herein disclosed are in some respects only il
lustrative of preferred forms and that the in 655
vention is susceptible of embodiment in various
other forms within the spirit and scope of the
appended claims.
successively different collateral paths during re
spective different reproductions of the said com
plex waves, said stylus means being responsive
to electrical currents produced by the exposure
of said photoelectric device to said modulated
light.
3. A system in accordance with claim 2 in
cluding means, comprising said screen, for modu
lating said light in substantially the same man
ner throughout each of different ranges of dis
placement of said beam, the manner of modula
tion differing distinctly from any one of said
ranges to another.
-
4. A system' in accordance with claim 2 in
cluding modulating means, comprising said
screen, for impressing on the said emanating
light a series of spaced pulsations, the duration
and spacing of the pulsations being different for
different ranges of displacement of said beam.
5. A system of the kind described comprising
means for repeatedly reproducing a complex
wave, frequency analyzer means for selecting
during each successive reproduction the wave
components appearing in a respective different
component frequency band, a rotating screen,
means for directing a beam of light to said
screen, means for displacing said beam relative
to and across said screen under the control of
surface a visual representation of complex waves
in the form of a pattern the dimensions of which
the selected components to different positions
respective to each different effective intensity of
the selected components, a photoelectric device
exposed to the light incident on and emanating
have the sense of a frequency axis and a time
from said screen, means comprising said screen
What is claimed is:
1. In a system for producing on a record‘
axis, respectively, frequency analyzer means op-‘B,5 for varying the intensity of the emanating light
erative on the complex waves for deriving from
each of a multiplicity of component frequency
bands thereof an electrical effect individual to
said band that varies in accordance with the
varying effective intensity of the wave com
ponents therein, means for producing a beam of
light, a screen having a multiplicity of aperture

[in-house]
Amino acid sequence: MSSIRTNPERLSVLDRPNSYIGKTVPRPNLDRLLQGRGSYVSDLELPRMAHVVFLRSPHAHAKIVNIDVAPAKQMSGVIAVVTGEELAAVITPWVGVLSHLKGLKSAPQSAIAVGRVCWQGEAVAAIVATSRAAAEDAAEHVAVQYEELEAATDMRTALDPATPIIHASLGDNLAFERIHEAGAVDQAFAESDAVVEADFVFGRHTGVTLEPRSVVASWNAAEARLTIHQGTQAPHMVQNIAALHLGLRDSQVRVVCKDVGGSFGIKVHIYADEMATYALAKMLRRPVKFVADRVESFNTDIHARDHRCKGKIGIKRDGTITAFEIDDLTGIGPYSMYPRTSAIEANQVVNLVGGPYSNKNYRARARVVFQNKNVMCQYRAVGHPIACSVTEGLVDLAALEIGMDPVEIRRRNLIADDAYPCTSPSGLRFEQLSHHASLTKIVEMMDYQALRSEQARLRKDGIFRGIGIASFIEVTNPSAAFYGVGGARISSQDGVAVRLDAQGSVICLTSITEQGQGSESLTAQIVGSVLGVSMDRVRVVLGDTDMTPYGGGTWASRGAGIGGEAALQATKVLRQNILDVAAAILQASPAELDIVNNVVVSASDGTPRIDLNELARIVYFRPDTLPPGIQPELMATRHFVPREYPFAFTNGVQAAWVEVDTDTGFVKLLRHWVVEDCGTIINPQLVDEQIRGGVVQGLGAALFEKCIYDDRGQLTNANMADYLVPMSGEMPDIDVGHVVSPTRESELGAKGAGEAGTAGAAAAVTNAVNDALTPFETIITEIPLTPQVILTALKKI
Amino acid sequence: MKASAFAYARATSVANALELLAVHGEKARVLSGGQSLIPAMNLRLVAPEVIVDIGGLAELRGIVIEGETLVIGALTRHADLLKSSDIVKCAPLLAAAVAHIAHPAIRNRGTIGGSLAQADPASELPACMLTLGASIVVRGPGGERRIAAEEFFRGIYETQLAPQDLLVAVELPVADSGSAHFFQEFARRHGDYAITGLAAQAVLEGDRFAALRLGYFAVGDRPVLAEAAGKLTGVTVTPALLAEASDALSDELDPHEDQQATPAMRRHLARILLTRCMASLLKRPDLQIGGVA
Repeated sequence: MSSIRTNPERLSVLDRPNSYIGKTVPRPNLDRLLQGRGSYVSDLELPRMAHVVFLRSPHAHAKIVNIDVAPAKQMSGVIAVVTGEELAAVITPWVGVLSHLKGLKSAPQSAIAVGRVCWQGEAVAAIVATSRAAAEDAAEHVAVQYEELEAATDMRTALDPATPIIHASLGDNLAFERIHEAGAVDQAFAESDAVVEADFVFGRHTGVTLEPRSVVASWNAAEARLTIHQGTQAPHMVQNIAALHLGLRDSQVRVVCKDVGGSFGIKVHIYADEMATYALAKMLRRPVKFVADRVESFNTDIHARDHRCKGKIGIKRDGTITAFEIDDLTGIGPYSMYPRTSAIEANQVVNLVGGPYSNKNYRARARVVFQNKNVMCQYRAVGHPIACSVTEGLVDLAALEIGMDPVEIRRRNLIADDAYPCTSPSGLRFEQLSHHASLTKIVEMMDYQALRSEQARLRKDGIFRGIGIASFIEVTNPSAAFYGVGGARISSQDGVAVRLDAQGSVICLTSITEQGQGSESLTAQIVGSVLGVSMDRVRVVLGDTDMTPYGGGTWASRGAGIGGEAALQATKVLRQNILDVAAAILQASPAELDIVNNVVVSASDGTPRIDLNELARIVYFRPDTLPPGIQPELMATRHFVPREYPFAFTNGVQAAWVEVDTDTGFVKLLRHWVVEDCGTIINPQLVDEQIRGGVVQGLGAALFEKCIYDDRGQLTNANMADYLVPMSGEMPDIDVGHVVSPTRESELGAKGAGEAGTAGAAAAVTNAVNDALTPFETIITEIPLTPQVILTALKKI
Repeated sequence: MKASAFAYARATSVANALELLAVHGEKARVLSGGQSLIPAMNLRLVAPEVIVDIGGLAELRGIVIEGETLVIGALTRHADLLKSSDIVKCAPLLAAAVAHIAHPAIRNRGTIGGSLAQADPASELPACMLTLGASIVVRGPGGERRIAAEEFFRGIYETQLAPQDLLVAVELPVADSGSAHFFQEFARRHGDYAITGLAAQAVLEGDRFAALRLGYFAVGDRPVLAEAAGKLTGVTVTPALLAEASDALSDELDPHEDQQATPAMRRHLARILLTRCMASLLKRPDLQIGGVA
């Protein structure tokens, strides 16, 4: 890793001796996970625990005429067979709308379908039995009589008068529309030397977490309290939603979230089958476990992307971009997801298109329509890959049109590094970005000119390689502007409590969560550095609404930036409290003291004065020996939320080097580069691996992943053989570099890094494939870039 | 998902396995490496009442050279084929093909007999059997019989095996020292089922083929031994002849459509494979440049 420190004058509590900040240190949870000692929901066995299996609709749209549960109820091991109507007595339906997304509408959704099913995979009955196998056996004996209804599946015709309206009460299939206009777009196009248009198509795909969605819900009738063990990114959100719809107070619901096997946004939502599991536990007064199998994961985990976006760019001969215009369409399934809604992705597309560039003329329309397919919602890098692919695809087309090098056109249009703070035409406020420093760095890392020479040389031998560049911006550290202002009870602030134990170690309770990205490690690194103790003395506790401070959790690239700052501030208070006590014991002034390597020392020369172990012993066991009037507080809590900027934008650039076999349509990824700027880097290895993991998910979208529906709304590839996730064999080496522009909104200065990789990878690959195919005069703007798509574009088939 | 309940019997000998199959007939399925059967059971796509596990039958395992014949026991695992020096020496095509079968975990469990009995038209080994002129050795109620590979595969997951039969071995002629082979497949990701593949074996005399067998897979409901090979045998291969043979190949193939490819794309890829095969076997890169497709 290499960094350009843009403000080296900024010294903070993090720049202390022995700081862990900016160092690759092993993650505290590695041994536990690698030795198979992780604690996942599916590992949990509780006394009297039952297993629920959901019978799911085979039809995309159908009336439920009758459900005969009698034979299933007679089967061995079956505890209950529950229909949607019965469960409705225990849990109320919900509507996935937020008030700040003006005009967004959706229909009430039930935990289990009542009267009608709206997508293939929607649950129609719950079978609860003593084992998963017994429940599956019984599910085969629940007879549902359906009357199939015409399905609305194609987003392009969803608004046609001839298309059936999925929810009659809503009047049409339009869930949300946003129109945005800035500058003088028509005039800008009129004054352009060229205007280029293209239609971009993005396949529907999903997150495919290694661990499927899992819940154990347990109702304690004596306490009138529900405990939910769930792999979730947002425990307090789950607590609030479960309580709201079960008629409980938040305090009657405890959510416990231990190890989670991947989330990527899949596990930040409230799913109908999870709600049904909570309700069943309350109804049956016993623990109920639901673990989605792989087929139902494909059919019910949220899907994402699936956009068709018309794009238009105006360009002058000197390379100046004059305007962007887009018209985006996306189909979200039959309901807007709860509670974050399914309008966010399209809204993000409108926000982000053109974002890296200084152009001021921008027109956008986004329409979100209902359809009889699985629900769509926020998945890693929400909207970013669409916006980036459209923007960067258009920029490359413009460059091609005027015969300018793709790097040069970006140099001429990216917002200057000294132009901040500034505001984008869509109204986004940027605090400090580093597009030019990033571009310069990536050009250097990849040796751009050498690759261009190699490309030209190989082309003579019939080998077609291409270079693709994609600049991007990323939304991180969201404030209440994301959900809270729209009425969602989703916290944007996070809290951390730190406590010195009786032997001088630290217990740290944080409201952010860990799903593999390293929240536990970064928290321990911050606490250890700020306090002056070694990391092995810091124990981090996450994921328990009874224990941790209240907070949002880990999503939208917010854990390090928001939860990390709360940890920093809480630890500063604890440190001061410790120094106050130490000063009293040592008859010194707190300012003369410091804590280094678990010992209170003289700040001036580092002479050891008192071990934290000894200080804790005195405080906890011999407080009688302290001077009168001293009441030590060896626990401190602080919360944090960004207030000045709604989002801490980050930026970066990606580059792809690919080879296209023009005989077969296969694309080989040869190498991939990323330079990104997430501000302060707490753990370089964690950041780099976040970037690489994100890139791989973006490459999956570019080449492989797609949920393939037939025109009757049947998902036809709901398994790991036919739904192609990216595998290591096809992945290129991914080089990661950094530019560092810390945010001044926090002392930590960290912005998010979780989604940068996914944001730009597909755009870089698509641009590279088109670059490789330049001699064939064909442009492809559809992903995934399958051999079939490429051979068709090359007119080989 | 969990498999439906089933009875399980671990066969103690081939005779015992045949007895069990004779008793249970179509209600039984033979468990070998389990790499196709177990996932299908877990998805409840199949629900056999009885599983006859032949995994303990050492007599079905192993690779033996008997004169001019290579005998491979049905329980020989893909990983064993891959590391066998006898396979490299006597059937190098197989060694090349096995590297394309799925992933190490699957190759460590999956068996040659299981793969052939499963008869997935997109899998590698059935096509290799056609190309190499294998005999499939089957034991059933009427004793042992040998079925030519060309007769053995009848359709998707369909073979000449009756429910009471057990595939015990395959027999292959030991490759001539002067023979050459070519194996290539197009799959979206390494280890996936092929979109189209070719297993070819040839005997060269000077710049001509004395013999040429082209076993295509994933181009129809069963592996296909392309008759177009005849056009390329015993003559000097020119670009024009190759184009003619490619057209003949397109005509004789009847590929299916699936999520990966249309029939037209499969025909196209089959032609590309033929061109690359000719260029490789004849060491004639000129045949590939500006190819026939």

means respective to different values of said vary
ing electrical effect, means controlled by said
effects in succession for directing said beam of
light to said aperture means selectively according"is
in pulses of alternating character the time sep
aration of which changes progressively with
progressive change in the extent of displacement
of said beam, and stylus means for marking on
a record surface along successively different col
lateral paths during respective different repro
ductions of the said complex wave, said stylus
means being responsive to electrical current pro
duced by the exposure of said photoelectric de
vice to said modulated light.
6. A system in accordance with claim 5 in
2,403,983
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a beam of light that is displaced variably in
conformity with the variations in said derived
stantially in discrete steps.
effect, photoelectric means positioned to receive
7. A system in accordance with claim 5 in
the said beam, a screen interposed in the path
which the said time separation progresses sub
stantially continuously.
of said beam, said screen having apertures spaced
apart to pass said beam selectively in dependence
8. A system of the kind described comprising
on the extent of displacement thereof, and means
means for storing complex waves, means for
for applying the currents produced by said
repeatedly reproducing the stored waves, fre
photoelectric means to control the response of
quency selective means for deriving from the
reproduced waves an effect that varies during 10 said current-responsive marking means.
9. A system in accordance with claim 8 in
each successive reproduction in accordance with
which the said time separation progresses sub
the variation in eifective intensity of the wave
content of a different component frequency
band, current-responsive stylus marking means
movable relative to and across a sensitized sur
which said screen is stationary.
10. A system in accordance with claim 8 in
which said screen comprises a rotatable element
15 having a multiplicity of spaced apertures in each
face along a multiplicity of collateral paths in
of a multiplicity of rings concentric with the axis
succession, each of said paths being respective
of rotation, said system including means for
rotating said element at a speed such that the
light incident on each ring is modulated at audio
to a di?erent component frequency band and
each being followed by said marking means while
the said effect is being derived from the said 20 frequency.
respective frequency band, means for producing
WALTER KOENIG, JR.